Other than these top five, we’d encourage you to avoid these as well: weight shifting, foot or finger tapping, sitting on the edge of your chair or propping your head up with your hands. All of these subtle habits could be construed negatively in a business deal.
However, once the deal is done and you’ve nailed it (snaps and a pat on the back for you), go home and do all of these things to your heart’s content.
January 27, 2014
Usually we’re just cleaning up after them or sending them off to their rooms. But helping with your organization’s marketing?
Yep, look to the kids. They have all the answers. When it comes to thinking differently about your marketing, consider these lessons we’ve learned from how children act.
“The moon is just a giant egg in the sky.” “Brown cows make chocolate milk.” “I’m going to be Beyonce when I grow up.” “Spiderman should be president.”
Your greatest ideas will sound foolish, at first. Until they sound brilliant. You are going to fail a few times before you succeed. Accept this reality and move on. Your fearlessness will take your marketing and business to the next level.
Your best coworkers are the ones who aren’t afraid to stumble as they learn.
“Where do dreams come from?” “How come Grandma’s face is so wrinkly?” “Why do flies think gross stuff smells good?” “Why can’t we breathe underwater like fish?” “Why am I left-handed?”
Some of their questions catch us off guard because they are strikingly profound and others make us smile. Either way, fear of asking foolish questions doesn’t exist in young children. They are driven by curiosity.
Be driven by your spirit of inquiry—how can your marketing plans improve? What if we [insert outlandish marketing idea here]? It’s rumored that Disney World wanted to host a competition where the winner got sent to the moon. While this obviously never transpired, they weren’t afraid to think of big and ask crazy “what ifs.” Ask questions, continuously, that will push your marketing efforts to the next level—even if at first they seem far-reaching.
Kids have a knack for breaking the ice. If ever in an uncomfortable business situation, channel your inner child. (No, we don’t mean give away free hugs or awkwardly tackle them.) Be engaging and personable like a child. Remember back to the days when you naturally captivated people just by existing—we know, kids have it so easy.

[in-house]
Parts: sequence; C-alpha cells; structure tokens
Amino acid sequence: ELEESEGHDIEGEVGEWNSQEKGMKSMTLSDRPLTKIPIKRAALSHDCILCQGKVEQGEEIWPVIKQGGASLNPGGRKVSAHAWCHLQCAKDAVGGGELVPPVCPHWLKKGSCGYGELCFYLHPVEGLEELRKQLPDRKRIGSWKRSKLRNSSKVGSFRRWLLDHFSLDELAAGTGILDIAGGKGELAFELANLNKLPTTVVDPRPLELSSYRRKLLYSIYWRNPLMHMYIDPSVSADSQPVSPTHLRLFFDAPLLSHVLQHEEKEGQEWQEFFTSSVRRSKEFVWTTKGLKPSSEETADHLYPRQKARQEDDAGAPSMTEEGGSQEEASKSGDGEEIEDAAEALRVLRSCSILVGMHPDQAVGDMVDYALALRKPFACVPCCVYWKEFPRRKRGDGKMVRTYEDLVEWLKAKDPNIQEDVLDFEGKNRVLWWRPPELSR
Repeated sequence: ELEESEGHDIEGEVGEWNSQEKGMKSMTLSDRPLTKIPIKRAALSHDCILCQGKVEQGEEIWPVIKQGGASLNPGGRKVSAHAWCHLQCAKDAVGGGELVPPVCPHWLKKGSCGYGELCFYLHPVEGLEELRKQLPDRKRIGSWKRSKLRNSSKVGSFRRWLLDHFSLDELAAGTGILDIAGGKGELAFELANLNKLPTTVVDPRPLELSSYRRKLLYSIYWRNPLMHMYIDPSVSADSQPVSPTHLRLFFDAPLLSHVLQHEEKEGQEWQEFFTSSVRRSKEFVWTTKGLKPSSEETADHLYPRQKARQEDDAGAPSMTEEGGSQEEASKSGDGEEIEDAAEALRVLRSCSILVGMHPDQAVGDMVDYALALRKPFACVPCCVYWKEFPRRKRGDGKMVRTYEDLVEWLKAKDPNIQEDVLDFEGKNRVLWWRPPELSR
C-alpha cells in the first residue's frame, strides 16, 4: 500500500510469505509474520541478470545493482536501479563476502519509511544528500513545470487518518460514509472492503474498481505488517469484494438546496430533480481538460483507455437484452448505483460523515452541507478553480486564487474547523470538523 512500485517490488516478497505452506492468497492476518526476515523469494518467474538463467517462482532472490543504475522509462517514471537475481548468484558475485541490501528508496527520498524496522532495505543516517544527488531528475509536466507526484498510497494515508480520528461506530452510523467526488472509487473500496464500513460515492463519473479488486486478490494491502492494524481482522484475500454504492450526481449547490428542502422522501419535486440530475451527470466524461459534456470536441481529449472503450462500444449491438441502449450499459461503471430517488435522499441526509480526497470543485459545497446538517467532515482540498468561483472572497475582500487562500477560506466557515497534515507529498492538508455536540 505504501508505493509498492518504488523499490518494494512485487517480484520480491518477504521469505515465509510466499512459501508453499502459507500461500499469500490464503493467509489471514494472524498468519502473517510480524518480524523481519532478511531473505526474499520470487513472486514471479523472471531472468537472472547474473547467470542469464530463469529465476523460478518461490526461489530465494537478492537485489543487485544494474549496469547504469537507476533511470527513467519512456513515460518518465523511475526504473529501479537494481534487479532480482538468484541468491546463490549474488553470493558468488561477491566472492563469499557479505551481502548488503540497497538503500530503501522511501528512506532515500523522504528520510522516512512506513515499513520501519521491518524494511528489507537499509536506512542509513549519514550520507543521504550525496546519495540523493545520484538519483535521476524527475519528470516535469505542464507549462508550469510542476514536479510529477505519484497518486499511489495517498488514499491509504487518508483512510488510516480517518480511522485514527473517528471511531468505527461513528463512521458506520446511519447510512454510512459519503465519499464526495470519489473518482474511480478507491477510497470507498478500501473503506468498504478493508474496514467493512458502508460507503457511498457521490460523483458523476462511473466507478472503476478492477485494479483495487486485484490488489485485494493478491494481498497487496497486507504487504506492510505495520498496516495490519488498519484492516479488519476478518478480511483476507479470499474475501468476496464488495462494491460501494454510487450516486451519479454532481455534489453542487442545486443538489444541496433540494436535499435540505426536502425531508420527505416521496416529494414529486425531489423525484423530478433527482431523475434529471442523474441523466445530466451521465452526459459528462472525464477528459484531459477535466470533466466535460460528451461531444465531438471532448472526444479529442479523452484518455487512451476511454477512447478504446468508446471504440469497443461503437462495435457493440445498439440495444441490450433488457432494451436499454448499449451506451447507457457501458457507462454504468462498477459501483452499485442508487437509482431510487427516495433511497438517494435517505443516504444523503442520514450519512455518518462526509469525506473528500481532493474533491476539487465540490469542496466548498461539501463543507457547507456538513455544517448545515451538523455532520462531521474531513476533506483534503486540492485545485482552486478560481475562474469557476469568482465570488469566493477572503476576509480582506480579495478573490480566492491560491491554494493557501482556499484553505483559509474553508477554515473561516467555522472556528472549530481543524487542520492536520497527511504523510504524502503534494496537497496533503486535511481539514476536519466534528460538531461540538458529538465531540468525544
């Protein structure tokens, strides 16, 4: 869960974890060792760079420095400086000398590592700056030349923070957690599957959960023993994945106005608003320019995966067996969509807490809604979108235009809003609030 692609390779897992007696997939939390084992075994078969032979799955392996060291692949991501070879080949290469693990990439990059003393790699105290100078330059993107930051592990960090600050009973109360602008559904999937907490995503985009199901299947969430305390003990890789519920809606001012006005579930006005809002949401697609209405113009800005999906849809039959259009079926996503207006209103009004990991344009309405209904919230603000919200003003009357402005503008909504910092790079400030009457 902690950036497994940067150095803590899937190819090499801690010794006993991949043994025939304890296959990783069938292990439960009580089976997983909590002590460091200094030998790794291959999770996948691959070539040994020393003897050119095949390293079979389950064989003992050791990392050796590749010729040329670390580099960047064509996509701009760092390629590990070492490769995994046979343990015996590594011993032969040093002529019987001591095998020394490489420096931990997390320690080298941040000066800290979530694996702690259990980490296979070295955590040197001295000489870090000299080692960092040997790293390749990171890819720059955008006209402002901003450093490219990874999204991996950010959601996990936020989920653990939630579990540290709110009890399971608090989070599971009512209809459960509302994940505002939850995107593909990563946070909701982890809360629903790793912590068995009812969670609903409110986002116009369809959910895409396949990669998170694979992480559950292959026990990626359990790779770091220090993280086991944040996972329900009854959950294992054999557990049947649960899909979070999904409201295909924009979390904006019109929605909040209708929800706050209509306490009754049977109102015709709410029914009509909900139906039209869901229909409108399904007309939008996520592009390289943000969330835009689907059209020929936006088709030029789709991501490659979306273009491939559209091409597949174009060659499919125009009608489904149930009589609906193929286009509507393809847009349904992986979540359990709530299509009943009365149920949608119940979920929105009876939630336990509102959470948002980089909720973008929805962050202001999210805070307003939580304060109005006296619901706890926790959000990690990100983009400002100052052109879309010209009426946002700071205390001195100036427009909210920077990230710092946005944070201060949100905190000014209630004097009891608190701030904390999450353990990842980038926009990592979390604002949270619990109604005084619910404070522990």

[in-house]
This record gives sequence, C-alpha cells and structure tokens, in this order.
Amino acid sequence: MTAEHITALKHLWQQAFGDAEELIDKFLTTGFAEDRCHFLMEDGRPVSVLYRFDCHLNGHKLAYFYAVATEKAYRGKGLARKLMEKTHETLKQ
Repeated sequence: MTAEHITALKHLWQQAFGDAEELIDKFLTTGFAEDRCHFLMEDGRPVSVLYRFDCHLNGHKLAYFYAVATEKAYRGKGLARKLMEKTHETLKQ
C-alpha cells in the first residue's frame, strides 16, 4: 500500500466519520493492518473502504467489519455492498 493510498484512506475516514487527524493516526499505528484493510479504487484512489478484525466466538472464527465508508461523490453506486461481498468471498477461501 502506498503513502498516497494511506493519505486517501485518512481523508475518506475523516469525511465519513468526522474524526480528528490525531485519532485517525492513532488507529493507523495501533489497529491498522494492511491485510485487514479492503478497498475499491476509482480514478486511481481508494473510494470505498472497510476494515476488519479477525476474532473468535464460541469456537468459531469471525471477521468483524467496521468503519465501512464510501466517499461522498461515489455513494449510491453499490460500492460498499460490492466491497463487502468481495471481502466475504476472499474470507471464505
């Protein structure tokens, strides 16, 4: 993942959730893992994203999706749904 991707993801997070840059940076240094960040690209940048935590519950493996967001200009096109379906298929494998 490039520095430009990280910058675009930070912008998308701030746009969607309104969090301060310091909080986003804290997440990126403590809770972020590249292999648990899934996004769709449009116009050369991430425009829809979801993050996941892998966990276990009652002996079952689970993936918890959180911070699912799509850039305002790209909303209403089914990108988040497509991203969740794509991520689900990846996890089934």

Deepening business relationships gets easier when you can put any type of person at ease. Don’t be afraid to be outgoing. Sometimes it takes a gregarious business person to get a marketing relationship going. A four-year-old makes a distinct, warm impression. Strive to do the same.
January 20, 2014
Even when I’m strolling through a beautiful city like Rome or Florence, I still wear the hat of a marketer. It’s invisible, thankfully, but it’s there and just as real as my pickpocket-proof travel bag that TripAdvisor warned me I’d need (and that marks me squarely as a tourist on every cobblestone street I peruse).
I recently spent a week traveling alone through beautiful Italia, and found myself in several situations where basic marketing principles came in handy. Thankfully I have sensible shoes to match that marketing hat, and my marketing prowess served me well.
Here’s what you and your small business have in common with my Italian adventure. I know—but sometimes connections happen where you least expect them.
That’s Marketing 101, but it’s a principle that’s easy to forget, especially when you get tired of saying the same thing. The thing is, when you get sick of delivering your message one more time, that’s when your audience is just beginning to get it. Persistence is key. As a single woman traveler, I stood out in a country full of honeymooning couples and touristy families. That made me an easy target for friendly Italian men. I created a message early on and stuck with it: “I’m here for a much-needed vacation—thanks, but I’m happy dining solo.” Or having this cup of coffee solo. Or eating my gelato solo. You get it. A consistent message is the most effective.